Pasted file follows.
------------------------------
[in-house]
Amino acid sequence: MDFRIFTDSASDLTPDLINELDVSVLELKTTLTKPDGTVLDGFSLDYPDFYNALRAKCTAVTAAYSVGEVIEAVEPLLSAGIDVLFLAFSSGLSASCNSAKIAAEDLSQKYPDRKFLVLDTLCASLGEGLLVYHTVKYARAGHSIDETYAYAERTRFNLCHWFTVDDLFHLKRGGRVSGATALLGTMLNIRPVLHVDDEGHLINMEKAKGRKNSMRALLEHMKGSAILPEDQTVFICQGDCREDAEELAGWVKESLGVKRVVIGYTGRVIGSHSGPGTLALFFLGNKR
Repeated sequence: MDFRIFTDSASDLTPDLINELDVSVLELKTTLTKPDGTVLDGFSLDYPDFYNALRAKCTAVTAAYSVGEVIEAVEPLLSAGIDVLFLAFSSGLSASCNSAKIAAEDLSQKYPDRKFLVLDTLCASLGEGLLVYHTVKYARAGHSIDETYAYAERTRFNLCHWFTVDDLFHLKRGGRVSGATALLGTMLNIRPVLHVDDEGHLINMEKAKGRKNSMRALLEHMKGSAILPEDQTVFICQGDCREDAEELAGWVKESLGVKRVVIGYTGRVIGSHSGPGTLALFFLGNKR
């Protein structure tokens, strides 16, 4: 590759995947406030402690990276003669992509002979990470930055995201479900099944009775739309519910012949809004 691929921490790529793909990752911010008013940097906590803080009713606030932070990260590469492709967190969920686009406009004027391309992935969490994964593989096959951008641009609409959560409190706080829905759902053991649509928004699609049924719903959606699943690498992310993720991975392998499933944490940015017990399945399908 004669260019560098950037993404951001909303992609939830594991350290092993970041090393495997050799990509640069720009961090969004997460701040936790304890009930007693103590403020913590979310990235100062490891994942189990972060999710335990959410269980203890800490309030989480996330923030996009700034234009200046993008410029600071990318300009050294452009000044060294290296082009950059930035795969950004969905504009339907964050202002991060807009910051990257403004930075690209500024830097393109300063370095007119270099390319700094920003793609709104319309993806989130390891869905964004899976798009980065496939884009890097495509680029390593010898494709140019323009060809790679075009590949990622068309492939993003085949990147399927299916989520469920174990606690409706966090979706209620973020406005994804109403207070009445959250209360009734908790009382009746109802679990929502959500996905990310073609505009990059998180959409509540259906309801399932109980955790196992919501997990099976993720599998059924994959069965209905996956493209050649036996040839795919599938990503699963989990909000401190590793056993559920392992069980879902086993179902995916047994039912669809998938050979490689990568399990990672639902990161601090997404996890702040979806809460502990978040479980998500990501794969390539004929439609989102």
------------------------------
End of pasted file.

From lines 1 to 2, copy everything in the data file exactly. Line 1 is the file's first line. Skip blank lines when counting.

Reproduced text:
[in-house]
Amino acid sequence: MDFRIFTDSASDLTPDLINELDVSVLELKTTLTKPDGTVLDGFSLDYPDFYNALRAKCTAVTAAYSVGEVIEAVEPLLSAGIDVLFLAFSSGLSASCNSAKIAAEDLSQKYPDRKFLVLDTLCASLGEGLLVYHTVKYARAGHSIDETYAYAERTRFNLCHWFTVDDLFHLKRGGRVSGATALLGTMLNIRPVLHVDDEGHLINMEKAKGRKNSMRALLEHMKGSAILPEDQTVFICQGDCREDAEELAGWVKESLGVKRVVIGYTGRVIGSHSGPGTLALFFLGNKR